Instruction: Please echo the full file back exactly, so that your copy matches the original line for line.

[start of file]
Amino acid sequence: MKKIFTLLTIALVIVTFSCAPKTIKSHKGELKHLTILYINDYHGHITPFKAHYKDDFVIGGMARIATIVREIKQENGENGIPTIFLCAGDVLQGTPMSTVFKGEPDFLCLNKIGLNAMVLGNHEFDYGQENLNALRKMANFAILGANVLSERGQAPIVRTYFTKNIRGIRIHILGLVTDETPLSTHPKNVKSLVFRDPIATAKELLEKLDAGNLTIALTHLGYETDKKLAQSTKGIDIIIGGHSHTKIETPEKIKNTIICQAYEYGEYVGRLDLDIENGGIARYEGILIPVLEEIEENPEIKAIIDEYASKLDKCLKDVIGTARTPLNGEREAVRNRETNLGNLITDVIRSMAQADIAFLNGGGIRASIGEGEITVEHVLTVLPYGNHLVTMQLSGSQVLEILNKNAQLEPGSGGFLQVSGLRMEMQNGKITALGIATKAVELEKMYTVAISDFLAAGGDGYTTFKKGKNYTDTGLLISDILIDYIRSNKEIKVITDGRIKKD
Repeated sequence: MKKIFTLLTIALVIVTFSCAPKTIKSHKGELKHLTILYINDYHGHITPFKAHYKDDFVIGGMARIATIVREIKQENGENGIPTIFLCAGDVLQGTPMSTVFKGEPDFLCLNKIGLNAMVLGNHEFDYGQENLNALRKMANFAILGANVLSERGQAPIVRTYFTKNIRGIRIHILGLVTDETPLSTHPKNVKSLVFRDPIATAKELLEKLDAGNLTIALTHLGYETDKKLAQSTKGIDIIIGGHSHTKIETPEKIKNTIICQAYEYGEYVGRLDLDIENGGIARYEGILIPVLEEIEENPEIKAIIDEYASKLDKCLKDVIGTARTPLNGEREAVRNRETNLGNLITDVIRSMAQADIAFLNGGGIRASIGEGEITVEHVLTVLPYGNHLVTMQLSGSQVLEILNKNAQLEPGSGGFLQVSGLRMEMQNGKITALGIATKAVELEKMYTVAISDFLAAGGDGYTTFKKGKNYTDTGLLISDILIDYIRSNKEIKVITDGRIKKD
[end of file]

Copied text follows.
Amino acid sequence: MKKIFTLLTIALVIVTFSCAPKTIKSHKGELKHLTILYINDYHGHITPFKAHYKDDFVIGGMARIATIVREIKQENGENGIPTIFLCAGDVLQGTPMSTVFKGEPDFLCLNKIGLNAMVLGNHEFDYGQENLNALRKMANFAILGANVLSERGQAPIVRTYFTKNIRGIRIHILGLVTDETPLSTHPKNVKSLVFRDPIATAKELLEKLDAGNLTIALTHLGYETDKKLAQSTKGIDIIIGGHSHTKIETPEKIKNTIICQAYEYGEYVGRLDLDIENGGIARYEGILIPVLEEIEENPEIKAIIDEYASKLDKCLKDVIGTARTPLNGEREAVRNRETNLGNLITDVIRSMAQADIAFLNGGGIRASIGEGEITVEHVLTVLPYGNHLVTMQLSGSQVLEILNKNAQLEPGSGGFLQVSGLRMEMQNGKITALGIATKAVELEKMYTVAISDFLAAGGDGYTTFKKGKNYTDTGLLISDILIDYIRSNKEIKVITDGRIKKD
Repeated sequence: MKKIFTLLTIALVIVTFSCAPKTIKSHKGELKHLTILYINDYHGHITPFKAHYKDDFVIGGMARIATIVREIKQENGENGIPTIFLCAGDVLQGTPMSTVFKGEPDFLCLNKIGLNAMVLGNHEFDYGQENLNALRKMANFAILGANVLSERGQAPIVRTYFTKNIRGIRIHILGLVTDETPLSTHPKNVKSLVFRDPIATAKELLEKLDAGNLTIALTHLGYETDKKLAQSTKGIDIIIGGHSHTKIETPEKIKNTIICQAYEYGEYVGRLDLDIENGGIARYEGILIPVLEEIEENPEIKAIIDEYASKLDKCLKDVIGTARTPLNGEREAVRNRETNLGNLITDVIRSMAQADIAFLNGGGIRASIGEGEITVEHVLTVLPYGNHLVTMQLSGSQVLEILNKNAQLEPGSGGFLQVSGLRMEMQNGKITALGIATKAVELEKMYTVAISDFLAAGGDGYTTFKKGKNYTDTGLLISDILIDYIRSNKEIKVITDGRIKKD